In 1943, as collectivist policies were ascendant, an extraordinary thing happened. Three women published three books that year that would jolt Americans from their socialist stupor and remind them of the fundamental American values of individual liberty, limited government, free-market capitalism, and entrepreneurship. This Women’s History Month is an ideal time to reflect on how Rose Wilder Lane, Isabel Paterson, and Ayn Rand helped to catalyze the 20th century libertarian movement.
Last week, I reported on two myths about socialism. My new video covers three more.
People hate America’s big disparities in wealth. It’s a reason why, among young people, socialism is as popular as capitalism. The Democratic Socialists of America want a country based on “freedom, equality and solidarity.” That sure sounds good. But does socialism bring that?
It was a fluke, really – a case of the enemy having their guard down that enabled Donald J. Trump to navigate his way to presidential victory in 2016 to begin with. Personally, I chalk it up to overconfidence on the part of the establishment: A smug certainty that such an entrenched, politically-connected public figure as former first lady and Secretary of State Hillary Clinton could easily wipe an outspoken billionaire-entrepreneur-turned-TV-personality off the map without much rigging of the system. But of course, they were wrong.
The word “money” comes from the Latin moneta, which is where coins of precious metal were made and stored. Precious metals naturally rose to the top of money markets because they are scarce, long-lasting, and valued by weight. Gold in particular became the standard for money because it is uniquely suited to serve the purposes of money.
Unsurprisingly, not all economists agree on how to approach what used to be called “political economy”. Adam Smith in 1776 defined it as “an inquiry into the nature and causes of the wealth of nations”. It was understood that the default state of mankind was poverty, so the question was how people become wealthy.
Episode 448 has Skyler giving his commentary on the following entries to r/shitstatistssay: @NathanHRubin writes, “Millennials don’t hear socialism & think about the USSR or the Cold War… we think about Canada, Switzerland…”; PixPls writes, “It’s time that teachers stood up to their states and just said ‘No’. And while they are at it, a 20% raise is in order.”; Wordsmifff2991 writes, “The biggest cause of poverty is greed… Yes Jeff Bezos I’m talking to you.”; and NeonDepression writes, “There wouldn’t be any value without labor period. The worker HAS to create it for there to be any wealth whatsoever. Property inherently is theft… There is no such thing as a free market when people are forced to work in order to live. Thats called coercion.”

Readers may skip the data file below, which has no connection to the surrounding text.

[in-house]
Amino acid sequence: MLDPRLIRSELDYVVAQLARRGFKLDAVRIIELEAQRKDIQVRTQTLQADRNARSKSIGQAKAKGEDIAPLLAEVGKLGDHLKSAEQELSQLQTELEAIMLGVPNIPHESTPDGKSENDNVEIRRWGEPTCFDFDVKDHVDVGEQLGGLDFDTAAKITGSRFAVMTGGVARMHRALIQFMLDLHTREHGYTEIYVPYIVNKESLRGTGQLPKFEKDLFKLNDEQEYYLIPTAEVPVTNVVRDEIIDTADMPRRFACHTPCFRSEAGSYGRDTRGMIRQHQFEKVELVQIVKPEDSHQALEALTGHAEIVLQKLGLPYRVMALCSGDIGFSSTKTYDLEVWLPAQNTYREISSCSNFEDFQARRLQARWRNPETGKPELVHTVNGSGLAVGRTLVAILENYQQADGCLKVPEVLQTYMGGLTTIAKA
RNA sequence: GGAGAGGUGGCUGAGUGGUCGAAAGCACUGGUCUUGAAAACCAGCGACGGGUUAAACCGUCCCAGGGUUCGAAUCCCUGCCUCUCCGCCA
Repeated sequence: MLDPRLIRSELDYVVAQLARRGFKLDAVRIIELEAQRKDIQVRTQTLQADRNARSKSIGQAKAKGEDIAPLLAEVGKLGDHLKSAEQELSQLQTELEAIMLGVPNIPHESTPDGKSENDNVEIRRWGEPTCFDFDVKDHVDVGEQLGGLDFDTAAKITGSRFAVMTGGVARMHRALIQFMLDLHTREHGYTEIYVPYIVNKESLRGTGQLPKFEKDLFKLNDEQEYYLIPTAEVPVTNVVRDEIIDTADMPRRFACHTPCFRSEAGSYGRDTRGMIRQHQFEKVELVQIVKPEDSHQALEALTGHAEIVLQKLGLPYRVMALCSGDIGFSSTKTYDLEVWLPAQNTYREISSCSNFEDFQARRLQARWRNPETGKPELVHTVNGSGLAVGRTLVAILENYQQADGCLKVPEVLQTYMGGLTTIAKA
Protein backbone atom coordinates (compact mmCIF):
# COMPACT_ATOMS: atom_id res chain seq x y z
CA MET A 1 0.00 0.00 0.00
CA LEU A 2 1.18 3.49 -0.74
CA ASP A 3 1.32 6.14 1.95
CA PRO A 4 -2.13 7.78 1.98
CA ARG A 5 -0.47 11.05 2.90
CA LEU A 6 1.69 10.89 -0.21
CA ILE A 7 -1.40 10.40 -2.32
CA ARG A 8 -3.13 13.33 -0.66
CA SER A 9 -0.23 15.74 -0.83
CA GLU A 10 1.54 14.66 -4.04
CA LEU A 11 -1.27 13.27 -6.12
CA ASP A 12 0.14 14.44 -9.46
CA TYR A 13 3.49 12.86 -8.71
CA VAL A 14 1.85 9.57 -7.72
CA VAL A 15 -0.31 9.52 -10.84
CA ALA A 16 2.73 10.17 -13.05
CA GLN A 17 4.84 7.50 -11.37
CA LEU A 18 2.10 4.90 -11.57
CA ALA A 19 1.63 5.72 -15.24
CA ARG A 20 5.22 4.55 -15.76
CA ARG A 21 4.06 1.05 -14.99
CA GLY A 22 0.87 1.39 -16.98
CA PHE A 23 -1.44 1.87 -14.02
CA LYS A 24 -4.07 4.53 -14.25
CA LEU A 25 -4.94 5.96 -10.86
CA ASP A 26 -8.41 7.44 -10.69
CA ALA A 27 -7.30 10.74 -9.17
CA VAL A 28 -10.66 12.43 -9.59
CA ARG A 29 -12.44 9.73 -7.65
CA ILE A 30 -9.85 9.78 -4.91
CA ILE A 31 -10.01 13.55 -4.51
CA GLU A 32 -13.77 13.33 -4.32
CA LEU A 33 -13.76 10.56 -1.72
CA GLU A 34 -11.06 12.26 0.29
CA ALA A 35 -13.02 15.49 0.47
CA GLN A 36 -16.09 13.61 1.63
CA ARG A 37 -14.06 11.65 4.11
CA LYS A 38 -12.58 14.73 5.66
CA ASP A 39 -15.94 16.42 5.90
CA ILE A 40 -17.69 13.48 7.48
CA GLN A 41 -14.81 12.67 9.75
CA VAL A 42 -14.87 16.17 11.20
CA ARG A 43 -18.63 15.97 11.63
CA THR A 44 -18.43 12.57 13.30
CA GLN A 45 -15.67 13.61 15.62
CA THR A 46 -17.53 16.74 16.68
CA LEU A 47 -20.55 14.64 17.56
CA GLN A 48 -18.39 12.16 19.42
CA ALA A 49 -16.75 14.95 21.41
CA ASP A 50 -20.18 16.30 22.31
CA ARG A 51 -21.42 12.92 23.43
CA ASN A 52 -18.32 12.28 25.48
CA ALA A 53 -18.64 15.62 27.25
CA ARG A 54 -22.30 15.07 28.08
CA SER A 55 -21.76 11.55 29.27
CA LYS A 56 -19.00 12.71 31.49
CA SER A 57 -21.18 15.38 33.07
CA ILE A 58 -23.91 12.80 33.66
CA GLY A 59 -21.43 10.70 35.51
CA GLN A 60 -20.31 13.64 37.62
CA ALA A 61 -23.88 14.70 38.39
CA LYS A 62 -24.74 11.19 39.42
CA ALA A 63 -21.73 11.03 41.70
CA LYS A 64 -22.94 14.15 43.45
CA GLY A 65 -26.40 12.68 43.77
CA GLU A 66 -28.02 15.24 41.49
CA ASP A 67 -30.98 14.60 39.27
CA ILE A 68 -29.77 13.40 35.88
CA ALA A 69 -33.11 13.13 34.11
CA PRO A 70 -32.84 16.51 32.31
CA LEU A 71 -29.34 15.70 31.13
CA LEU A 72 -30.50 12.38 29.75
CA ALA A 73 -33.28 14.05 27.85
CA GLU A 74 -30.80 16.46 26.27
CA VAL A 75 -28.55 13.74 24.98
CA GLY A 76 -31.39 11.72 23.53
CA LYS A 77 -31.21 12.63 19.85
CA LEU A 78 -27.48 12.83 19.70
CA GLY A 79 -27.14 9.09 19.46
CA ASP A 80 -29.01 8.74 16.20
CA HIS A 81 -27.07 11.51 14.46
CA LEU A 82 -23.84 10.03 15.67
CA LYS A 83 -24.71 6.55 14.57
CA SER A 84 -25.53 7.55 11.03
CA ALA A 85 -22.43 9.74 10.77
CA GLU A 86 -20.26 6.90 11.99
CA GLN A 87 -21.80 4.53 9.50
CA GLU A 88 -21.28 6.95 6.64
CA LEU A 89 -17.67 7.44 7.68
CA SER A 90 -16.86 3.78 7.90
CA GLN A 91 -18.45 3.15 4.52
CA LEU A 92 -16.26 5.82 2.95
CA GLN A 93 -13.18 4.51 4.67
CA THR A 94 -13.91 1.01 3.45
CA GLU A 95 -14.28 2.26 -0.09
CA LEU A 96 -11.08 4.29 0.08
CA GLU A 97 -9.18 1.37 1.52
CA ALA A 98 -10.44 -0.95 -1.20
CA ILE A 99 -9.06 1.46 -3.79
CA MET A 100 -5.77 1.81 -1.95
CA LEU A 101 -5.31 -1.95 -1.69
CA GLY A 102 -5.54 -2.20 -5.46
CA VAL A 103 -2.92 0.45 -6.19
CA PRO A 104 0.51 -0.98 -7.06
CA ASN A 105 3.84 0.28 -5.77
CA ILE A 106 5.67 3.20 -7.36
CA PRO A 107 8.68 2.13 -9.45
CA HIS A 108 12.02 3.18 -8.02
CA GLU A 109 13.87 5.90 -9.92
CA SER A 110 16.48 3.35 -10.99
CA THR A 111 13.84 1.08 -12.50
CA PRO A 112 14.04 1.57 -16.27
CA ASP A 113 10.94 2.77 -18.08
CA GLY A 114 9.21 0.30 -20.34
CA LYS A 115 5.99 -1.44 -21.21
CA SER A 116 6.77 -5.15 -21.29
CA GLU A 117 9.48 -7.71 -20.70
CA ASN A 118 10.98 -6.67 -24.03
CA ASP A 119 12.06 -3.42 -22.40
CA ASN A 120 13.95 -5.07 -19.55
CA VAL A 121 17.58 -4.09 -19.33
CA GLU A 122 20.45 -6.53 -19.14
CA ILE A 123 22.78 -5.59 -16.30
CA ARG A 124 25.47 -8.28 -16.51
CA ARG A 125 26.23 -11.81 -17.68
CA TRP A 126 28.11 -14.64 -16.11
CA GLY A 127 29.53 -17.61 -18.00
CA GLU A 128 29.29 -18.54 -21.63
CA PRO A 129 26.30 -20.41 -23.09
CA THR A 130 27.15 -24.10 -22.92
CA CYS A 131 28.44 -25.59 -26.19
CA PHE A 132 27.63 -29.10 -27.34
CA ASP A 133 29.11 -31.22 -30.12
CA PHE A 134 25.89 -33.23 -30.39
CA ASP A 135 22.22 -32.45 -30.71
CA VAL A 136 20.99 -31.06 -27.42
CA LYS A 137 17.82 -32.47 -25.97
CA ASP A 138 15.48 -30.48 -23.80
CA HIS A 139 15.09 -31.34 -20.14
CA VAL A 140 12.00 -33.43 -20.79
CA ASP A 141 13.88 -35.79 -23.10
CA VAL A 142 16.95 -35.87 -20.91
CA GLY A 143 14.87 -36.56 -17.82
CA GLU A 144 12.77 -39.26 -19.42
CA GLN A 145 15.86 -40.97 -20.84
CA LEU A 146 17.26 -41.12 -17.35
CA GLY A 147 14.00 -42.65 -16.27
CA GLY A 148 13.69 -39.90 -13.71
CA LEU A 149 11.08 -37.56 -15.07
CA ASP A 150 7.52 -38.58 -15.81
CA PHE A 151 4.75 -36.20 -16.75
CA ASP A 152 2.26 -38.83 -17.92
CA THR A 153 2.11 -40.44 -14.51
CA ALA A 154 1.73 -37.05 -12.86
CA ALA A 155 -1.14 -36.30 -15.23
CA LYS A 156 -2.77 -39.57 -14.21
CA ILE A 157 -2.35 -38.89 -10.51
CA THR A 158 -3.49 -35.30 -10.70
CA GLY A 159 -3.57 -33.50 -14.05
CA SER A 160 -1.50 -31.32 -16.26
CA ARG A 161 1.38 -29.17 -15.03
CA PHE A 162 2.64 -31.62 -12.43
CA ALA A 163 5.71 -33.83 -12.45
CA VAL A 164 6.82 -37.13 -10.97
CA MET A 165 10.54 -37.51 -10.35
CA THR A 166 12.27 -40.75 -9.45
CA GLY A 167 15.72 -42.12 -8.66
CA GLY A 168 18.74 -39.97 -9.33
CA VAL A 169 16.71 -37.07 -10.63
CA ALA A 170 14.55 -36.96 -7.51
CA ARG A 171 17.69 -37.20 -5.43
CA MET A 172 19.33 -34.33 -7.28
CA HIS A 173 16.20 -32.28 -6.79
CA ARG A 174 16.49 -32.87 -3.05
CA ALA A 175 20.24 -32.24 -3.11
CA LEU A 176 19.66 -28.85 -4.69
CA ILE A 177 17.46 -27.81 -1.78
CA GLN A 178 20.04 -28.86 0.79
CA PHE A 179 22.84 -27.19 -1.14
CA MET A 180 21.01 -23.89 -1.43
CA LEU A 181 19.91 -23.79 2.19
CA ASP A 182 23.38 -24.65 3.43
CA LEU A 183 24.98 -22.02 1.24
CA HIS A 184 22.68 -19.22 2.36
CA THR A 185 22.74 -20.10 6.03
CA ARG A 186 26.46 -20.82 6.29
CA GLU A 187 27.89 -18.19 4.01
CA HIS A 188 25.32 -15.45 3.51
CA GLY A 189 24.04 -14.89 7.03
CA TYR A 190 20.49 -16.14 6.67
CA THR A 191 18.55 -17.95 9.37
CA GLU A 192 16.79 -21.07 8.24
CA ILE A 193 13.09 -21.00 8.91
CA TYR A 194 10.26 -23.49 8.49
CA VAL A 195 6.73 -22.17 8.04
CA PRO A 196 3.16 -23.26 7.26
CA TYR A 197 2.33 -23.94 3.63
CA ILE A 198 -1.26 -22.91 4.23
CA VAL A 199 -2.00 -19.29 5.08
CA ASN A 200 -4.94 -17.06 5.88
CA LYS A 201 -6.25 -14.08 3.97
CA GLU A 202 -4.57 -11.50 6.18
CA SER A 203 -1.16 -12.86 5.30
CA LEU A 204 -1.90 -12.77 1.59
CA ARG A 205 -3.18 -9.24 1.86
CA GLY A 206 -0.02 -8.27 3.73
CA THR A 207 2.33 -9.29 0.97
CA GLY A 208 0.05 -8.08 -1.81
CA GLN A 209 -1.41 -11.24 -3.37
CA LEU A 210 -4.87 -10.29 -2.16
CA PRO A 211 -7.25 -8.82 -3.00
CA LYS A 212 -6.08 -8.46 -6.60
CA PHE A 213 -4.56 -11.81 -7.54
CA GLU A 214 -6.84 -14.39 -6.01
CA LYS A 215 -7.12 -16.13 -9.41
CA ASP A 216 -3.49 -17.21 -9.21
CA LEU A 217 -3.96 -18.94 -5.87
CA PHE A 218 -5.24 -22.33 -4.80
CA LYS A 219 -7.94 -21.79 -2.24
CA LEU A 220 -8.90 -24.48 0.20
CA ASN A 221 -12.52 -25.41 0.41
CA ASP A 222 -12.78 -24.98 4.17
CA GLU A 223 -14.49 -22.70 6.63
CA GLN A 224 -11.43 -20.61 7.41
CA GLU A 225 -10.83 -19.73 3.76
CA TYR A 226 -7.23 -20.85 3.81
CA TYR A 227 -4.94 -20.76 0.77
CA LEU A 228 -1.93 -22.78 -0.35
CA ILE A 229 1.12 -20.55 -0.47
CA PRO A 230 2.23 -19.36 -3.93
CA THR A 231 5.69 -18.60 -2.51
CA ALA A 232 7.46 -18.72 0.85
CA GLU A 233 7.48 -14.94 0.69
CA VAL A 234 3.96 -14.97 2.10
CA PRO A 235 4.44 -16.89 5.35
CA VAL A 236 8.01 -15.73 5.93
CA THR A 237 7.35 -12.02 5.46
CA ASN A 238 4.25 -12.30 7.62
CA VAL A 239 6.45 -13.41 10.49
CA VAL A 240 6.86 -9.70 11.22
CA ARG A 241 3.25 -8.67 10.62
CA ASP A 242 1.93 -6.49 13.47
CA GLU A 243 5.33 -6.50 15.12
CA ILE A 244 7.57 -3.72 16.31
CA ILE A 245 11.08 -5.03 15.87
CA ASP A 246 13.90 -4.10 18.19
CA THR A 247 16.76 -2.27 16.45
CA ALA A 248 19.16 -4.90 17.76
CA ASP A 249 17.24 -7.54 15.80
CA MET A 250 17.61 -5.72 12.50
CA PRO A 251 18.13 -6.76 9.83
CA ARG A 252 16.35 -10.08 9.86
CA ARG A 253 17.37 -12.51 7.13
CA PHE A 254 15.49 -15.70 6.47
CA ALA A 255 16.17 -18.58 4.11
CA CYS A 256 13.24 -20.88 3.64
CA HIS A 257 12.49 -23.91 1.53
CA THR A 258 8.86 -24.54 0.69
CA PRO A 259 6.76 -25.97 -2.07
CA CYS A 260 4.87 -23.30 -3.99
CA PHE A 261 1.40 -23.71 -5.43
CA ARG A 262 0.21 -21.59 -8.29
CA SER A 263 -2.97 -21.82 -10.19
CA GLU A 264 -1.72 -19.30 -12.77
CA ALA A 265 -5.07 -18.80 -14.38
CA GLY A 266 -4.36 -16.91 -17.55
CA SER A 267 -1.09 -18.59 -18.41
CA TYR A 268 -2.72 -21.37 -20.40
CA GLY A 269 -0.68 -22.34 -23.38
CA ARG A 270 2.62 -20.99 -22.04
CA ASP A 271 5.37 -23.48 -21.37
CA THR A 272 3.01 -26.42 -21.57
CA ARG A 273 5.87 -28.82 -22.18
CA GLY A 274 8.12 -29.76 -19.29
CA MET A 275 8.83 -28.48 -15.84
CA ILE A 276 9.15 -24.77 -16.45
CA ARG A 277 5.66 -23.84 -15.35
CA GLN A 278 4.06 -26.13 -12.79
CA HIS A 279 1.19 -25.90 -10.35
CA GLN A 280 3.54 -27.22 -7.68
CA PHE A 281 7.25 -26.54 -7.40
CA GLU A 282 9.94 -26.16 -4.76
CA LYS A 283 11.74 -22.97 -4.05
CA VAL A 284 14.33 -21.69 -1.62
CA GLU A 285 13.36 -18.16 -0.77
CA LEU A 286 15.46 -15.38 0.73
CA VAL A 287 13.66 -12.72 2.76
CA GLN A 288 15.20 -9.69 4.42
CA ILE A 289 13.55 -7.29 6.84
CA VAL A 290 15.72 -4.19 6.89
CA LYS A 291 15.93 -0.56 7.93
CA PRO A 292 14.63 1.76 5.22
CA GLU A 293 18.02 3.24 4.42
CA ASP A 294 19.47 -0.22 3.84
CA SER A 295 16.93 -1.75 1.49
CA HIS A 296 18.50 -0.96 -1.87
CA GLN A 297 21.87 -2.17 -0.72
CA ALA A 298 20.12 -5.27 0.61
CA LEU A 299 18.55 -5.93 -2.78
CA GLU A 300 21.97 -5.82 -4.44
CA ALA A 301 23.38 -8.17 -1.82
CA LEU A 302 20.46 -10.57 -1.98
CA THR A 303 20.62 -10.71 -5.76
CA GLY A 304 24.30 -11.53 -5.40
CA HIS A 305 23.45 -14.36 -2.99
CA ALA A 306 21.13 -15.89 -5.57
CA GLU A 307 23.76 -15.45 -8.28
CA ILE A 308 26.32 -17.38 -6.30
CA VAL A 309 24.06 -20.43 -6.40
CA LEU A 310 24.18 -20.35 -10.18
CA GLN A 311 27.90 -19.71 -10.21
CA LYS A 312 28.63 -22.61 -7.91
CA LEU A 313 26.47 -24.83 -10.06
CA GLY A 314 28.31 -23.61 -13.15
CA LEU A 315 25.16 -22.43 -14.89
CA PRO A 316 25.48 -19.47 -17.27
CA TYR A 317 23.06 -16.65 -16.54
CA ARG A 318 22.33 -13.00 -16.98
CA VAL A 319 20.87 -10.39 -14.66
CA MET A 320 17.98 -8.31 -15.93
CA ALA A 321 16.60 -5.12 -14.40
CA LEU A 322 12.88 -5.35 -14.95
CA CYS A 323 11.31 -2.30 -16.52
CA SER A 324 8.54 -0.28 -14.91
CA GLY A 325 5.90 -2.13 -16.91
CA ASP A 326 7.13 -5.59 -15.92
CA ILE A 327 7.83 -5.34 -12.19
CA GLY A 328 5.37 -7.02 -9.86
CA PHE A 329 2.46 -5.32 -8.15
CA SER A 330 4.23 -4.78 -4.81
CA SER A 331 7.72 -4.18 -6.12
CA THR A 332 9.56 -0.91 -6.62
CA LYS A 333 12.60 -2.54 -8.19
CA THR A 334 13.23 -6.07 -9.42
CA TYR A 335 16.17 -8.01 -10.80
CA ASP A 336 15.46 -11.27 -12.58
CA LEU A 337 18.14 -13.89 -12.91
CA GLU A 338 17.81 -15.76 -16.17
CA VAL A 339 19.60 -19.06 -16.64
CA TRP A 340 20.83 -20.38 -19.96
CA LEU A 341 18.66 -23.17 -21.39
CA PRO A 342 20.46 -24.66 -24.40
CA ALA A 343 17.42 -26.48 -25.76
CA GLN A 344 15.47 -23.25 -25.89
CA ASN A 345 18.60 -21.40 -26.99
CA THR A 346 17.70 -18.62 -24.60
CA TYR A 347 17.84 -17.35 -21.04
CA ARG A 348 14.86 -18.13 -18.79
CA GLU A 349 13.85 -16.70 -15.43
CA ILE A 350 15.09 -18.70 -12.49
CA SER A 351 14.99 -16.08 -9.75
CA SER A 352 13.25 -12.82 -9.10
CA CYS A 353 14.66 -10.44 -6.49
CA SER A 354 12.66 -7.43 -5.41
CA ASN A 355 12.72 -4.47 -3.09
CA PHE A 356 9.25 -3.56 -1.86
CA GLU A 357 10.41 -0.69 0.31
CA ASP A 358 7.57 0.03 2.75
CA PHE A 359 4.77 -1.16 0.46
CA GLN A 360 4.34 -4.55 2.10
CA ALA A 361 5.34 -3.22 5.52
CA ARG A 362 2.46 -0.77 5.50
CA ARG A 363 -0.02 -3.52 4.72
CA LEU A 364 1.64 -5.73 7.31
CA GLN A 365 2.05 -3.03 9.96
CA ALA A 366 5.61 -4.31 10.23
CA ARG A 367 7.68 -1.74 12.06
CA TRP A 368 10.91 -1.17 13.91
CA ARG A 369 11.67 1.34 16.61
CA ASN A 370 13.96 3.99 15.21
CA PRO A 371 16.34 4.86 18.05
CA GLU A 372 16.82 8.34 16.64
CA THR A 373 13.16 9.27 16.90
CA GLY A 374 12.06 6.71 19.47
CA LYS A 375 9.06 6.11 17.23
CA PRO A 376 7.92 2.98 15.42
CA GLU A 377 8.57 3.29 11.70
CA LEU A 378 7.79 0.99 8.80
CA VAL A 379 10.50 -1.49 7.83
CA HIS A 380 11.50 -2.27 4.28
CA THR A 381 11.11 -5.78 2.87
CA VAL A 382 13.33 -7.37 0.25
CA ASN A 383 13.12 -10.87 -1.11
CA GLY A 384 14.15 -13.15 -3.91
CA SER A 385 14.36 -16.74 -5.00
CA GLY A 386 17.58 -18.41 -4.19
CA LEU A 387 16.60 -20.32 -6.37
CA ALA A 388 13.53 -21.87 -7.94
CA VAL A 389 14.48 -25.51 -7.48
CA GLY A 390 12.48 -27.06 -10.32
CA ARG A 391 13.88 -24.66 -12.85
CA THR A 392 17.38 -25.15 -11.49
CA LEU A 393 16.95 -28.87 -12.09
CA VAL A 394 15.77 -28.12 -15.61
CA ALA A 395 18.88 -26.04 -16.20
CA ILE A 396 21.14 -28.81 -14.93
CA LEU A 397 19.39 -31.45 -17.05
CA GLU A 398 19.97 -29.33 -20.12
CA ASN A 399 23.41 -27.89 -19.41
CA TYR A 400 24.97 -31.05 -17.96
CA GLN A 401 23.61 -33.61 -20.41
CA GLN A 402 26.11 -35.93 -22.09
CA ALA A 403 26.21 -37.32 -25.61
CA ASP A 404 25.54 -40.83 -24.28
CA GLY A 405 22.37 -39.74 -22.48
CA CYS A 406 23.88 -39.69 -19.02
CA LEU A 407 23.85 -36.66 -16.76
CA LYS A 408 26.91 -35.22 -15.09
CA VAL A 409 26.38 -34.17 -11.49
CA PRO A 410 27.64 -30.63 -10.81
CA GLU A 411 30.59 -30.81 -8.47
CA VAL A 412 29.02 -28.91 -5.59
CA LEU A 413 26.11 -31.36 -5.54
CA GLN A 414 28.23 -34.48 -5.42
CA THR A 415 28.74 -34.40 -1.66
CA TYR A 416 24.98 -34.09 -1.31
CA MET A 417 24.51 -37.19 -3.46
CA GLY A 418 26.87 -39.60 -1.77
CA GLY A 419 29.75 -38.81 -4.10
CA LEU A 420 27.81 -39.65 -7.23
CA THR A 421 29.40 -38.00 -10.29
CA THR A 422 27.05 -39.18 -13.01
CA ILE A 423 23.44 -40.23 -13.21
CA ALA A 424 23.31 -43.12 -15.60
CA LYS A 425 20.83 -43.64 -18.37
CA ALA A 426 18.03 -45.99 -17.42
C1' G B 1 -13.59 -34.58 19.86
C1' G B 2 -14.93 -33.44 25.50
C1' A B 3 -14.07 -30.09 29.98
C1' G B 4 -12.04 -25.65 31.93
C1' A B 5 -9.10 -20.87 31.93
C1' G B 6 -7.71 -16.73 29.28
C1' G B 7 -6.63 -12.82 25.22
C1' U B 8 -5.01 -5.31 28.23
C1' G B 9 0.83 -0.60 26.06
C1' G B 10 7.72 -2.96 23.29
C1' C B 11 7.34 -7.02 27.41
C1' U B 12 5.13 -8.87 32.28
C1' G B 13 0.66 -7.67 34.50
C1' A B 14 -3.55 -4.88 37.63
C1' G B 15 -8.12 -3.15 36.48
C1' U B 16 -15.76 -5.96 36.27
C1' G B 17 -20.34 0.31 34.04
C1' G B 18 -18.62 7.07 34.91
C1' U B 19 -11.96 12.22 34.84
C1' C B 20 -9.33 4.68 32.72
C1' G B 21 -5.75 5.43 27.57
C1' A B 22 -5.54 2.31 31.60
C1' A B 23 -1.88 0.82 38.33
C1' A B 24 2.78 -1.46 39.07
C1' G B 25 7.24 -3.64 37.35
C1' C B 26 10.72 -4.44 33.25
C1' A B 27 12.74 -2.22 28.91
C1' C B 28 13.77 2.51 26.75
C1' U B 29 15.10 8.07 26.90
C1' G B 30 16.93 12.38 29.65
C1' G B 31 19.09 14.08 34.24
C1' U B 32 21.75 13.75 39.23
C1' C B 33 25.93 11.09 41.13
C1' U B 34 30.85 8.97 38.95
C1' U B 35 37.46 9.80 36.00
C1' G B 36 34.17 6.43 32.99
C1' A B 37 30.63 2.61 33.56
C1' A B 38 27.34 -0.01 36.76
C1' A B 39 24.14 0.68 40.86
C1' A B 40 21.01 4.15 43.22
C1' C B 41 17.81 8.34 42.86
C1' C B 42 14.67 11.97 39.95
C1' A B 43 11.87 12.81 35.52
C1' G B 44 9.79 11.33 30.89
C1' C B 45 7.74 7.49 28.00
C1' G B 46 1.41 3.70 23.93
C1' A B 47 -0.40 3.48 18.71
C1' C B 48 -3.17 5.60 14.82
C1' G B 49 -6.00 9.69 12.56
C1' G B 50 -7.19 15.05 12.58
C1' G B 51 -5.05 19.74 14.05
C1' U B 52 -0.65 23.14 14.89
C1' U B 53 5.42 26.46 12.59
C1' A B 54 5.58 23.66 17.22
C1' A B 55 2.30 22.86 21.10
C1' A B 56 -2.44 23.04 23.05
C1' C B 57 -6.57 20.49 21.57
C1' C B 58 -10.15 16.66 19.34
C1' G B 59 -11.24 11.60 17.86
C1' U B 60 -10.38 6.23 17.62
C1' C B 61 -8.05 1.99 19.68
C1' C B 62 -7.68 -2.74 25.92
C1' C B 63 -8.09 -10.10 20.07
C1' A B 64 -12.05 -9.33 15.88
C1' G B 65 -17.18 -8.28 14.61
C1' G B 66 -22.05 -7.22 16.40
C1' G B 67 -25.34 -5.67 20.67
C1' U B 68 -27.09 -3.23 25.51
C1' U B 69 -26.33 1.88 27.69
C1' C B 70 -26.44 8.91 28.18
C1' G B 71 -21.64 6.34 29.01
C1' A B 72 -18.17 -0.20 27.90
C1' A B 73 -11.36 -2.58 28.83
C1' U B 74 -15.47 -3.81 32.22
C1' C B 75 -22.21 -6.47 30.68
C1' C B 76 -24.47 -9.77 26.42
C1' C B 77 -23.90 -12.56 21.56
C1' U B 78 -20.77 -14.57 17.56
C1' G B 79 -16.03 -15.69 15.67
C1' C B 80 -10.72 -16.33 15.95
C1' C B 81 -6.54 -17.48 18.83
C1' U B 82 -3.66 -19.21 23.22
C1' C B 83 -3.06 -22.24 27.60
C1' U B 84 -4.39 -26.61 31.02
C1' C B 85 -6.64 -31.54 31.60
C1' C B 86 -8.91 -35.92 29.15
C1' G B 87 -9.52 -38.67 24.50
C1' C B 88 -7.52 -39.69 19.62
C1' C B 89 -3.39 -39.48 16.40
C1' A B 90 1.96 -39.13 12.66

Was 2020 the worst year ever? The media keep saying that. We did have the pandemic, a bitter election, unemployment, riots, and a soaring national debt. But wait, look at the good news, says historian Johan Norberg. His new book, Open: The Story of Human Progress, points out how life keeps getting better, even if people just don’t realize it.
This winter, I’m a visiting scholar at the University of Texas. Though Austin is gorgeous, visitors can’t help but notice vast homeless villages scattered throughout the city. Local sources tell me that this is driven by Austin’s repeal of the ban on homeless camping. One of the economists I’ve met here has written a Swiftian proposal for reforming Austin’s approach. The author prefers to remain anonymous, but this is printed with his permission. Engage your sense of satire, and enjoy!
The main function of the state is to redistribute wealth from the productive class to the political class. That’s inherently an upward redistribution, and the “middle class” is half-fish, half-fowl: Partly productive class, partly a hodgepodge of political constituencies well-positioned to grab a share of the grift as bribes for their continuing support.